Blank arrived in Lawrence shortly thereafter and the story, too good to keep quiet, soon went out. The besiegers responded by letting not so much as a barrel of flour through to Lawrence until sifted thoroughly. It might have happened that way. Brewerton almost surely invented the dialog, or had it from one who had, but Lawrence didn’t have a cannon before the siege and came on one during it. Such things don’t fall out of the sky.

Meanwhile, back in Lawrence

Charles Lawrence Robinson

Charles Lawrence Robinson

As forces assembled against them and Governor Wilson Shannon came to appreciate how his field commanders might not hew to his moderating intentions, the people of Lawrence didn’t content themselves with a simple protest. They agreed with the governor in trying to avoid an armed clash, but did depend on him for relief. Lawrence had good reason to seek a more robust means of resolving the crisis, as Charles Robinson told Brewerton:

the Pro-Slavery forces continued to augment, and committed depredations upon travellers and the country generally, by robbing wagons, taking prisoners, and interfering with peaceable travellers upon the public highway, and even stopping the United States Mail. And in addition to these unprovoked outrages, they showed an evident disposition to excite our people to acts of hostility, in firing nightly upon our picket guards, by which, however, as it fortunately happened, no one was hurt.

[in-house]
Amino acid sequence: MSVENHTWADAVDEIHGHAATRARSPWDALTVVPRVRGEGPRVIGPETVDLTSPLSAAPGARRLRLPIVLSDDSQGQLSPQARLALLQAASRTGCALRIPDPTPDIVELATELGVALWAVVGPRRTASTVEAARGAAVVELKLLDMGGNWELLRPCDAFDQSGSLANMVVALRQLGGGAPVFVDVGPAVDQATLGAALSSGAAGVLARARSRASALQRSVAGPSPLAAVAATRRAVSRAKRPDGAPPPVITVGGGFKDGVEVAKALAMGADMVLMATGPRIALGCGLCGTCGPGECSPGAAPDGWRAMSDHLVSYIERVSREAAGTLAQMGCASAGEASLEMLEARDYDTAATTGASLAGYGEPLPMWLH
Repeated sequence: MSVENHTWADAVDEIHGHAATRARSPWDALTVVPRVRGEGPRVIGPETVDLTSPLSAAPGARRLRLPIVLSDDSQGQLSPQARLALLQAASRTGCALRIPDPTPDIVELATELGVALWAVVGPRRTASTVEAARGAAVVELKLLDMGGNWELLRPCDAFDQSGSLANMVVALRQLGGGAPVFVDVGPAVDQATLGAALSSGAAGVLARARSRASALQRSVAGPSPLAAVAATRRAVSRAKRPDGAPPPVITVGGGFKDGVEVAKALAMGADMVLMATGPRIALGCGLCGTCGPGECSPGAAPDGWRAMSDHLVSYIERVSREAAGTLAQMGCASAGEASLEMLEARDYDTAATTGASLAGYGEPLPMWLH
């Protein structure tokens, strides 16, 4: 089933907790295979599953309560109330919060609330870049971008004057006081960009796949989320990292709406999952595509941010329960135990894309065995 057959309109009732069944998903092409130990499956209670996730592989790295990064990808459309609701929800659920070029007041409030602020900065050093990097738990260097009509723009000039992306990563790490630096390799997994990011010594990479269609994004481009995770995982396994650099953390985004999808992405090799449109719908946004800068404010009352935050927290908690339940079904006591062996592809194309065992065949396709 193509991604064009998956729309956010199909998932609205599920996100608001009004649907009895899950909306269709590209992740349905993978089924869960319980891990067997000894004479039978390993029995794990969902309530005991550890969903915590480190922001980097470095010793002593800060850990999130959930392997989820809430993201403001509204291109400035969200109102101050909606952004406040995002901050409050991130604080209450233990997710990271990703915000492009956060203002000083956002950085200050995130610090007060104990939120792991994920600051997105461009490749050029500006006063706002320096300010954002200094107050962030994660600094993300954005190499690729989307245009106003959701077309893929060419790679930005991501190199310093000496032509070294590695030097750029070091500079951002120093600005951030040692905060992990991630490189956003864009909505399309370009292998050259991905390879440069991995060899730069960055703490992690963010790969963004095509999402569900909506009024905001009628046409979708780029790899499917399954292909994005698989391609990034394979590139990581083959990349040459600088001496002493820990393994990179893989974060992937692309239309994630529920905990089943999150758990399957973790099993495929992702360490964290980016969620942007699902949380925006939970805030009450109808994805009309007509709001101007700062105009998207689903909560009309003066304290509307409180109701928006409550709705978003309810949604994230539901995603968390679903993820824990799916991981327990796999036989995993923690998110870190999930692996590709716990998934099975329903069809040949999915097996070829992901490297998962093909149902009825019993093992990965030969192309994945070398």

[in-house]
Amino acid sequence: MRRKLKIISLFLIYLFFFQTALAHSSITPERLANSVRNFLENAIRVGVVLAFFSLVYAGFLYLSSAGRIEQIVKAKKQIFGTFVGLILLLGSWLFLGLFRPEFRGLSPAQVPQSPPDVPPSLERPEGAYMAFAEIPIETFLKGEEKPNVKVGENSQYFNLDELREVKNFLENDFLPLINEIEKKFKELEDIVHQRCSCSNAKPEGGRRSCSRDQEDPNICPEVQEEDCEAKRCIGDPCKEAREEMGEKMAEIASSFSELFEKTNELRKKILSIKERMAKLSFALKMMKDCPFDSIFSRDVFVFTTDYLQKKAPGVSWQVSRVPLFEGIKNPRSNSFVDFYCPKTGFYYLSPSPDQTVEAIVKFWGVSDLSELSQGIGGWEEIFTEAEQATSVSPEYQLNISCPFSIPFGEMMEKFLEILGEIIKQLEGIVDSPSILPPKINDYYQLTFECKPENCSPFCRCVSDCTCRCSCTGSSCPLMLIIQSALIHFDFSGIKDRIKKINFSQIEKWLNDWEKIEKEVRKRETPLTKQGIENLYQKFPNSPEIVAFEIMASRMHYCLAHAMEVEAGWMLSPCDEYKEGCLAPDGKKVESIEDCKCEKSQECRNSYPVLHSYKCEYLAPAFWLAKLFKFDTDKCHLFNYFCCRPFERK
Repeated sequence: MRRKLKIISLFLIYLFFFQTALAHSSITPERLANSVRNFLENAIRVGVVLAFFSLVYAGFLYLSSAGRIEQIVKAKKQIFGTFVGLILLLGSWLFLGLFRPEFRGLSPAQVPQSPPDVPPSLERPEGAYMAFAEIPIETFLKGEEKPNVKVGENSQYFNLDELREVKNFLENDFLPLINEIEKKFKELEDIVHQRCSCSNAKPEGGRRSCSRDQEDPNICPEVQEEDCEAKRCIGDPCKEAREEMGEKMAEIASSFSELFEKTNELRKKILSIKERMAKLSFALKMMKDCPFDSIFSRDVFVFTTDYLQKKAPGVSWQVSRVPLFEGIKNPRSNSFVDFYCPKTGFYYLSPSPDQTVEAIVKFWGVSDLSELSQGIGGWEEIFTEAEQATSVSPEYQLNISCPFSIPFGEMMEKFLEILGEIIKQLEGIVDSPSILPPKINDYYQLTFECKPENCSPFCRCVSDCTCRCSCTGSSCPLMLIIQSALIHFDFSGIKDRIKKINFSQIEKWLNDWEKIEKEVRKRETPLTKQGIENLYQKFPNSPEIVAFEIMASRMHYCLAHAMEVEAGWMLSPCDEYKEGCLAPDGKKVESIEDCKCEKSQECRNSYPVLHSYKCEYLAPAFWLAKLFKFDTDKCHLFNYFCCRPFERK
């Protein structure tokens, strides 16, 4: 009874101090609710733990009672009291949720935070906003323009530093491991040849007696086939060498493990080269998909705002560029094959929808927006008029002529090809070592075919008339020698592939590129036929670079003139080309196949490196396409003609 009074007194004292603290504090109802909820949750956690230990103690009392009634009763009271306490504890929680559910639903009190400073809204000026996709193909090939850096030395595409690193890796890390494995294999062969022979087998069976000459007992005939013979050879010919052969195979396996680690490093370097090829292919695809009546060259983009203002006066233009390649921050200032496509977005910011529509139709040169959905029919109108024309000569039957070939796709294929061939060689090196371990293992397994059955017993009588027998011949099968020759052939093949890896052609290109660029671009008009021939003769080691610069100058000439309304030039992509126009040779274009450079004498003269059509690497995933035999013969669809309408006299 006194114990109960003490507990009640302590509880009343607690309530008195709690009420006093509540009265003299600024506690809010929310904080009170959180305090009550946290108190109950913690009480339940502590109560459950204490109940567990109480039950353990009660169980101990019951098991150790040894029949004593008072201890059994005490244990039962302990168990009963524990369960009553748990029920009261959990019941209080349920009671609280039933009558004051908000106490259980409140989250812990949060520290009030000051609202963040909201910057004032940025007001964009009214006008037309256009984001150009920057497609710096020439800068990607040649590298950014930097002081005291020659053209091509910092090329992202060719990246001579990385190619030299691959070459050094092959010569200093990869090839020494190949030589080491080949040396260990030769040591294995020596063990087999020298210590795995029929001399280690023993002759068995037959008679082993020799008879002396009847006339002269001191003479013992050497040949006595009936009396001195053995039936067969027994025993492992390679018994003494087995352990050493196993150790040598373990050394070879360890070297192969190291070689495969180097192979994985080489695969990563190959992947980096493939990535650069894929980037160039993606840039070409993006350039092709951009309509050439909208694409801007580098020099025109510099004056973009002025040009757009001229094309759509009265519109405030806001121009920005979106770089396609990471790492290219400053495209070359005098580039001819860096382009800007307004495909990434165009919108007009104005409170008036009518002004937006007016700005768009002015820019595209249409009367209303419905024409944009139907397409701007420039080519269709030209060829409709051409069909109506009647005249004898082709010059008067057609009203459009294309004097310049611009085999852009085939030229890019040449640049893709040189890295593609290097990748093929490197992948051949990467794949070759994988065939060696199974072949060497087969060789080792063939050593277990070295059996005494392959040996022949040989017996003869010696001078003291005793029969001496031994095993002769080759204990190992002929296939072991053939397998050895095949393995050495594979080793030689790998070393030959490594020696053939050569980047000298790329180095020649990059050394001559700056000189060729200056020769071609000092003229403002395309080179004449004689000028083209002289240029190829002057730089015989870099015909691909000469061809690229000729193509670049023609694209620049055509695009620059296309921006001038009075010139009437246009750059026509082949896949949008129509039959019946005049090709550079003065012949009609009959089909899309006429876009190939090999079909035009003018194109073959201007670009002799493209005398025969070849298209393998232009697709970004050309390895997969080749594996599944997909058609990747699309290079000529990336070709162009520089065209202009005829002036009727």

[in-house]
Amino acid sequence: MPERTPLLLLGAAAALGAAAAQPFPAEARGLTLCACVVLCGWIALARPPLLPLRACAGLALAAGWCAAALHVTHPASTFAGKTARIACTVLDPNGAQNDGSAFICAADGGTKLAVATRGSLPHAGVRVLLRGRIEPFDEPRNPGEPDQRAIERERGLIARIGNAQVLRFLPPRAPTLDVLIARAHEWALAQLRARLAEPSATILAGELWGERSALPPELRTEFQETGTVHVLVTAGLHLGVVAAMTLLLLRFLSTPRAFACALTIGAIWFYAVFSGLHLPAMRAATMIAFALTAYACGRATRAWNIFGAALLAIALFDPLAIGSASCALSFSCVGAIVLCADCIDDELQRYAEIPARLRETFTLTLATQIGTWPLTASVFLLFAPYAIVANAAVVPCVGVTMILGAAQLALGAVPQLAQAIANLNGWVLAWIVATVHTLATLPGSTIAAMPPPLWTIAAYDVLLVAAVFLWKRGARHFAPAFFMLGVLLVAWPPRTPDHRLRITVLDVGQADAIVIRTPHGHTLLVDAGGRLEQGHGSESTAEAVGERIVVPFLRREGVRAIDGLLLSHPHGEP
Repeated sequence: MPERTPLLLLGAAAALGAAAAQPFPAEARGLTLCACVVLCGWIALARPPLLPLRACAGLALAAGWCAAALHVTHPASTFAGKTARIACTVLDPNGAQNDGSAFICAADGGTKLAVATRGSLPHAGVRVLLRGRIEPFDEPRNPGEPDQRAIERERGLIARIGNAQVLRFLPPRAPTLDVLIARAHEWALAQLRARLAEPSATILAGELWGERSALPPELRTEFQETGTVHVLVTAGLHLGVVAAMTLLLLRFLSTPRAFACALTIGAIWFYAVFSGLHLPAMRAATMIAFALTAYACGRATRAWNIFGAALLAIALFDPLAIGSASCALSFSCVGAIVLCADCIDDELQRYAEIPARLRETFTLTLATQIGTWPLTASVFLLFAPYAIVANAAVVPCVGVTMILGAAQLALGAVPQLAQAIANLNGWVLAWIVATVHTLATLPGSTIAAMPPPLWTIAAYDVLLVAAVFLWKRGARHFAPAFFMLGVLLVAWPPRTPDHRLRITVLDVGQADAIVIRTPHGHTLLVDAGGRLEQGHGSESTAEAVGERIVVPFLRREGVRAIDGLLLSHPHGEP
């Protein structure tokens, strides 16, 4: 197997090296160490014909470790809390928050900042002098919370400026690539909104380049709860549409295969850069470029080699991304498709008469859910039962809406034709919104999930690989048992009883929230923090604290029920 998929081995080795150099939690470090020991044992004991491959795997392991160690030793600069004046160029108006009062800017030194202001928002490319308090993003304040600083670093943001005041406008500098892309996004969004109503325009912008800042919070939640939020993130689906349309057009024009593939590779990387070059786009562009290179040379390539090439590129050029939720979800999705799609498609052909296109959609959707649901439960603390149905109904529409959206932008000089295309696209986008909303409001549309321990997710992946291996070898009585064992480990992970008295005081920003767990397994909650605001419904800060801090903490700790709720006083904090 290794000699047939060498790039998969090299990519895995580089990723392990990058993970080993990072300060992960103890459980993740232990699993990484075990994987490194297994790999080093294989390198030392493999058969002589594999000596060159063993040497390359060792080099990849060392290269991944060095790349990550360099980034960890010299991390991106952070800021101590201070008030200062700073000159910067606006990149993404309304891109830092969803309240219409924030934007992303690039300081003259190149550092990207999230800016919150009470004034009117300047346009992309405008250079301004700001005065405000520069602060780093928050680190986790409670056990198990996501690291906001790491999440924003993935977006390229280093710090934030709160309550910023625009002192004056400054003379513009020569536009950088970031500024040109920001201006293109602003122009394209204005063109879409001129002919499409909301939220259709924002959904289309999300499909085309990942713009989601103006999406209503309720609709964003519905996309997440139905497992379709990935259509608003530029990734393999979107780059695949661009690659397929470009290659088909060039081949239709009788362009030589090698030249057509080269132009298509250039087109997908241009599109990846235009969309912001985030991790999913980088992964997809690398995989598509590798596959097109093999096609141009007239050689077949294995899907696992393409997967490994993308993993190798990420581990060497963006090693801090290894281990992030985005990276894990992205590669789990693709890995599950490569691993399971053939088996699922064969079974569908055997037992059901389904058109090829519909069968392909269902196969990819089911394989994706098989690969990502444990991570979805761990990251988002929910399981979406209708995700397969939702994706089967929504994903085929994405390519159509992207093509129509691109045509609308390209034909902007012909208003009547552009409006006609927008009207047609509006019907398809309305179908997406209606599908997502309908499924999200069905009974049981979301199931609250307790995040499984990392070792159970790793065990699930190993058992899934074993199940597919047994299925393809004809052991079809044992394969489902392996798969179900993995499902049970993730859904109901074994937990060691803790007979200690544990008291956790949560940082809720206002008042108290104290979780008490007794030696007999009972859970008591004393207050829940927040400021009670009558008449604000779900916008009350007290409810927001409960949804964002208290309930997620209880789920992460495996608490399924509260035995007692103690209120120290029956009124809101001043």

This could hardly look like anything but the prelude to storming the town. Even if one doesn’t place much stock in complaints about one side provoking the other to violence, one can’t help but give it some credence when the provocateurs have chosen actually shooting at people. Shooting back in such a circumstance hardly makes one an aggressor or irresponsible escalator. Nor could the nightly serenade of gunfire have calmed many nerves even among those indoors and somewhat safer.

Harassing communications and stopping the mail didn’t amount to a complete siege. People still got in and out of the town, armed bands included. The Herald of Freedom reported on the arrival of some from abroad and hopes for more: